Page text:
Keep your naming and folders simple - by date. That is the one thing you KNOW about the photo..

Then use a catalogue (such as Elements) to lay over the top of that, with all the subject / tag information you need..

In the above example, you can use Elements to tag the photo with (for example)- Subject = Aunt Edna (and maybe others)- Event = Your brother's birthday- Place = New York.

And then you can pick up any photos of Aunt Edna, or any photos of NY, or whatever, at any time, with a click of the mouse..

This is a basic principle of records management - file the document with a unique and probably arbitrary identifier, then lay a system over the top to link these documents by subject..

Filing by subject sounds good to start with. But once you've got thousands of photos, taken of a variety of subjects, places, events and people, over a number of years, you'll find (I believe) that subject-based filing is pretty useless - unless you're using catalogue software like Photoshop, in which case you might as well drop the subject from the filename altogether and just use date....

I then create a folder inside callEdited. All my edited pictures go into the Edited folder with thesame name as the original pictures. All my picture folders are storedin My Pictures..

I wouldn't (don't) bother with that. What purpose does it serve?.

Once again, it helps to be using catalogue software integrated with your editor (like Photoshop)..

When I edit a photo, I name the new version something like.

(original name)-a etc - or some other suffix. And save it in the same folder as the original. Then all the versions of the photo are stored together, and appear together when you're using Windows Explorer. And Photoshop manages multiple versions of the same image..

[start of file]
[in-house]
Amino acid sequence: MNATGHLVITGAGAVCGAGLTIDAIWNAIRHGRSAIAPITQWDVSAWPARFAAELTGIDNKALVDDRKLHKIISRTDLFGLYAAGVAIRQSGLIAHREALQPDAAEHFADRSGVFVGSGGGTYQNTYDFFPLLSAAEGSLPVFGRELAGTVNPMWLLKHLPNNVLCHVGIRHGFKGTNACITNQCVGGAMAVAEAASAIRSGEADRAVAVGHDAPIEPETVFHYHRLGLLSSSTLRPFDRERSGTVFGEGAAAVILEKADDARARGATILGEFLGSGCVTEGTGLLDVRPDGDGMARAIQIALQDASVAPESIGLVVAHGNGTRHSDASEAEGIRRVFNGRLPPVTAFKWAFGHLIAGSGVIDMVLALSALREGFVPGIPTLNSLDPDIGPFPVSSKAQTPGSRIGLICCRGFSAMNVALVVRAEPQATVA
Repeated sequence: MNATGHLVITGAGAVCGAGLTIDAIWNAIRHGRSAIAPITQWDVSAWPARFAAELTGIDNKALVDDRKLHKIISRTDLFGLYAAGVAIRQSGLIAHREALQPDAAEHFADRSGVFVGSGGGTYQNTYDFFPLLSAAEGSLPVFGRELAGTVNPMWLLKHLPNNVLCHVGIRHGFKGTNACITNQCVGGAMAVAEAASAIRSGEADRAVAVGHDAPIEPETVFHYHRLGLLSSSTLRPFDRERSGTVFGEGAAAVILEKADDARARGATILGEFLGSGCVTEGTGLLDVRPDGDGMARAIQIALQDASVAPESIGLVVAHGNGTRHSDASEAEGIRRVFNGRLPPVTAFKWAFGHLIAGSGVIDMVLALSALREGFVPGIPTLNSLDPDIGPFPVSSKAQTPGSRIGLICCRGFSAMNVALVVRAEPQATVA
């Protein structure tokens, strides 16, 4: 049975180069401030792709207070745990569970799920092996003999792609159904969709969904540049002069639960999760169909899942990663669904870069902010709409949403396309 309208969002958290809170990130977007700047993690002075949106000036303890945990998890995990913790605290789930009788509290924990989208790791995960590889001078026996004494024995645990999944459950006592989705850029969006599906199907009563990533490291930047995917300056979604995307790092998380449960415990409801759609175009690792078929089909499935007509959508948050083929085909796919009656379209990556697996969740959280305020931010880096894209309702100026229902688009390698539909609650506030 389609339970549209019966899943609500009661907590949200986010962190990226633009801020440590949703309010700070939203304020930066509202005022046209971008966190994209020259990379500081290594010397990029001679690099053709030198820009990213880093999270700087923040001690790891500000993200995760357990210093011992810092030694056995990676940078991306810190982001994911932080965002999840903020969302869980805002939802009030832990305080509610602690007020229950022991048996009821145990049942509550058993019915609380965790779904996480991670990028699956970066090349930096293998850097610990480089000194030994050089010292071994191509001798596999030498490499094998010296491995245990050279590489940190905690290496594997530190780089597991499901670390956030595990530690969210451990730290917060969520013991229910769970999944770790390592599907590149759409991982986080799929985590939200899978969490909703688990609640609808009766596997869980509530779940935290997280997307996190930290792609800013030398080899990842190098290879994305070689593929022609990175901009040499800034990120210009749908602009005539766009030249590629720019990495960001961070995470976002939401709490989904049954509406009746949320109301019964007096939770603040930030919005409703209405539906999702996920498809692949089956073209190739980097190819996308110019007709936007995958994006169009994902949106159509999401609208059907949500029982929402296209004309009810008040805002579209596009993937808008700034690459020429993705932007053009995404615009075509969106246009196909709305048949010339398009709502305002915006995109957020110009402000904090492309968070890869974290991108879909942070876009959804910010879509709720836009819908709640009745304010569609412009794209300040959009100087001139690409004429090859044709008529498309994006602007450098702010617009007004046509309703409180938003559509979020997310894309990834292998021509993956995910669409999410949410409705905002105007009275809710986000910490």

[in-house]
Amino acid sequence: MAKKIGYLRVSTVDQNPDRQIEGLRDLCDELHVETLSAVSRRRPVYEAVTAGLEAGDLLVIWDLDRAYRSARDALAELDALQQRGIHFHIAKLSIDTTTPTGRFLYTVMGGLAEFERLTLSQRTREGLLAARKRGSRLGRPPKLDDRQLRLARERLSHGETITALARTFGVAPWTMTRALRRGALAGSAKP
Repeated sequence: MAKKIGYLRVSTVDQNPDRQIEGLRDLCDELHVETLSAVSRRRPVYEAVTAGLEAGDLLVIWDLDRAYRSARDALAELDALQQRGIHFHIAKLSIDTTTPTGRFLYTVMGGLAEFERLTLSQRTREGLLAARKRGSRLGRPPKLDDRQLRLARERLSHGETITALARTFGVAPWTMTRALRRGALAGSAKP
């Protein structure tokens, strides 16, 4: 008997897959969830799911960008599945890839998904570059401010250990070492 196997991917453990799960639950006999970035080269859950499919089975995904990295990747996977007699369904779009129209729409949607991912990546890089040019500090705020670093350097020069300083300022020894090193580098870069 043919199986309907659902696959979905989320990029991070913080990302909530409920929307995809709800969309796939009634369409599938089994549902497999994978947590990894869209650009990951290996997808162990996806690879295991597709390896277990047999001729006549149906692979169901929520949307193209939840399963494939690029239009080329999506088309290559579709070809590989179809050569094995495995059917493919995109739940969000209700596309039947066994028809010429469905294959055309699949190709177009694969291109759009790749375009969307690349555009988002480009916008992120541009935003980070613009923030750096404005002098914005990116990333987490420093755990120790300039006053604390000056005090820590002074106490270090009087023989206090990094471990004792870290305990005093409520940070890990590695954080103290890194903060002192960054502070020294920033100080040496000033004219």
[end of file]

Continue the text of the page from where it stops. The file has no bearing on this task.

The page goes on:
Plus, the more photos you take and the more you edit, the more likely it is you will have multiple versions (edits) of the same image. I have 4 or 5 versions of some photos - experiments, downsized versions etc..

What do you do then? Your filing method restricts you to one edited copy, and one only, in the "Edited" folder..

Once again, as for the subject thing, you're doing something that seems intuitive when you start out, but may collapse under the strain as you take more photos and edit them more..

I hope you'll be able to take something from the above..

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Comment #9

I use the Photoshop Elements organiser..

I use the photo downloader to save the photos off the camera into a folder that is created depending upon the date the photo was taken (I take less than 100 pictures a week currently). Then I add the photos to groups depending upon certain criteria (family, pets, scenery, sunsets, abstract) and so on..

This works well for the amount of images I take , I usually delete quite a lot (around 80 to 90%) after downloading so whatever is left is worth keeping to me..

I like my photos to also remind me of the time that I took them so that is why I prefer them to stay within their own date created folder, and then use the organiser to view them as I want. You can then click on a group icon in the organiser and it will only show the photos within that group. Photos can also belong to many groups..

I think that covers it!..

Comment #10

Wow, thanks for taking the time to write all of this and commenting on my methods..

I should start placing the pictures in individual year folders. Right now they are all in the My Pictures folder..

I also know that I should move away from having an edited folder with the same name of the pictures. The multiple pictures with the same name has come up before..

One thing that I would like to achieve is showing off the pictures to friends and family in my living room. I'm going to use Windows Media Center either with a computer or through an Xbox 360 as an extender. But I would like to only show the edited pictures. If I have multiple version of a picture i.e. dog1.jpg, dog1_edit.jpg I will see both copies when showing them to people..

I was playing with Photoshop Elements and I notice that when you edit a picture, it automatically makes a second copy. I also started playing with Picasa and what it does it hides the original picture and only keeps the edited one..

Ill have to see which method works best for me...

Comment #11

Jnetty99 wrote:.

Wow, thanks for taking the time to write all of this and commentingon my methods..

No worries. When I'm not taking photos I'm a bit of an organiser, my wife is worried that she'll get scanned and filed one day .